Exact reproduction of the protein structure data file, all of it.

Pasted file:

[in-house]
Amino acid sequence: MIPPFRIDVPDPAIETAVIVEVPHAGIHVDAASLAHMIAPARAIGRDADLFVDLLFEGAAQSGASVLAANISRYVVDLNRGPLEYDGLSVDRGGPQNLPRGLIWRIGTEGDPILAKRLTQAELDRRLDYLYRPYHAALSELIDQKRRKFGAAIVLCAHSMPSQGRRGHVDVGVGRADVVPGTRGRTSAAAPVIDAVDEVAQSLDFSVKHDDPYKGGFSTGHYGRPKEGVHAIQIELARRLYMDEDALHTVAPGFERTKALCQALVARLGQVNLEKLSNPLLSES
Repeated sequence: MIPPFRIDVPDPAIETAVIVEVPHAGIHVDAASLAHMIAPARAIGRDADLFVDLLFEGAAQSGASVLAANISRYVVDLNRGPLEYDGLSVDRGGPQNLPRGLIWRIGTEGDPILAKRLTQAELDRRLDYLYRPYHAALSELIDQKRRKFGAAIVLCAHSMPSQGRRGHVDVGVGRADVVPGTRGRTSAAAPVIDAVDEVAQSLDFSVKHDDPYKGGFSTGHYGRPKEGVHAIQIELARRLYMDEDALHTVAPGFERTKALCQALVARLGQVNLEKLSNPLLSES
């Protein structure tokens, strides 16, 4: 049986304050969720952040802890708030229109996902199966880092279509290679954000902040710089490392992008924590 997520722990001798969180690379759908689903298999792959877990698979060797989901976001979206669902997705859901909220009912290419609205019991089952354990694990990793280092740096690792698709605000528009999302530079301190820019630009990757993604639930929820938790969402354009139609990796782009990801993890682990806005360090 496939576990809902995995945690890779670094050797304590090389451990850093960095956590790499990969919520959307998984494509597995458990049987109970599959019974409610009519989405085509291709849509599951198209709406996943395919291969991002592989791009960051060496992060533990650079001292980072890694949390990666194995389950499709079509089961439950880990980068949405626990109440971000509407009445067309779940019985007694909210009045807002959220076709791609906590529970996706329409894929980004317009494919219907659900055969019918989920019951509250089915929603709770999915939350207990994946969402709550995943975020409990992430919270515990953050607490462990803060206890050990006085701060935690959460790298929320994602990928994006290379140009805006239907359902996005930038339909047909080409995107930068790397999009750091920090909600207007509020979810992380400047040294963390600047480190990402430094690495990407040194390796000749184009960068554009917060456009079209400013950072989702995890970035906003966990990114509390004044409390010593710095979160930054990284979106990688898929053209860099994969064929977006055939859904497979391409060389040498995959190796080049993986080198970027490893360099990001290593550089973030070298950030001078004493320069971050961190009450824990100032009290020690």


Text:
[in-house]
Amino acid sequence: MIPPFRIDVPDPAIETAVIVEVPHAGIHVDAASLAHMIAPARAIGRDADLFVDLLFEGAAQSGASVLAANISRYVVDLNRGPLEYDGLSVDRGGPQNLPRGLIWRIGTEGDPILAKRLTQAELDRRLDYLYRPYHAALSELIDQKRRKFGAAIVLCAHSMPSQGRRGHVDVGVGRADVVPGTRGRTSAAAPVIDAVDEVAQSLDFSVKHDDPYKGGFSTGHYGRPKEGVHAIQIELARRLYMDEDALHTVAPGFERTKALCQALVARLGQVNLEKLSNPLLSES
Repeated sequence: MIPPFRIDVPDPAIETAVIVEVPHAGIHVDAASLAHMIAPARAIGRDADLFVDLLFEGAAQSGASVLAANISRYVVDLNRGPLEYDGLSVDRGGPQNLPRGLIWRIGTEGDPILAKRLTQAELDRRLDYLYRPYHAALSELIDQKRRKFGAAIVLCAHSMPSQGRRGHVDVGVGRADVVPGTRGRTSAAAPVIDAVDEVAQSLDFSVKHDDPYKGGFSTGHYGRPKEGVHAIQIELARRLYMDEDALHTVAPGFERTKALCQALVARLGQVNLEKLSNPLLSES
């Protein structure tokens, strides 16, 4: 049986304050969720952040802890708030229109996902199966880092279509290679954000902040710089490392992008924590 997520722990001798969180690379759908689903298999792959877990698979060797989901976001979206669902997705859901909220009912290419609205019991089952354990694990990793280092740096690792698709605000528009999302530079301190820019630009990757993604639930929820938790969402354009139609990796782009990801993890682990806005360090 496939576990809902995995945690890779670094050797304590090389451990850093960095956590790499990969919520959307998984494509597995458990049987109970599959019974409610009519989405085509291709849509599951198209709406996943395919291969991002592989791009960051060496992060533990650079001292980072890694949390990666194995389950499709079509089961439950880990980068949405626990109440971000509407009445067309779940019985007694909210009045807002959220076709791609906590529970996706329409894929980004317009494919219907659900055969019918989920019951509250089915929603709770999915939350207990994946969402709550995943975020409990992430919270515990953050607490462990803060206890050990006085701060935690959460790298929320994602990928994006290379140009805006239907359902996005930038339909047909080409995107930068790397999009750091920090909600207007509020979810992380400047040294963390600047480190990402430094690495990407040194390796000749184009960068554009917060456009079209400013950072989702995890970035906003966990990114509390004044409390010593710095979160930054990284979106990688898929053209860099994969064929977006055939859904497979391409060389040498995959190796080049993986080198970027490893360099990001290593550089973030070298950030001078004493320069971050961190009450824990100032009290020690």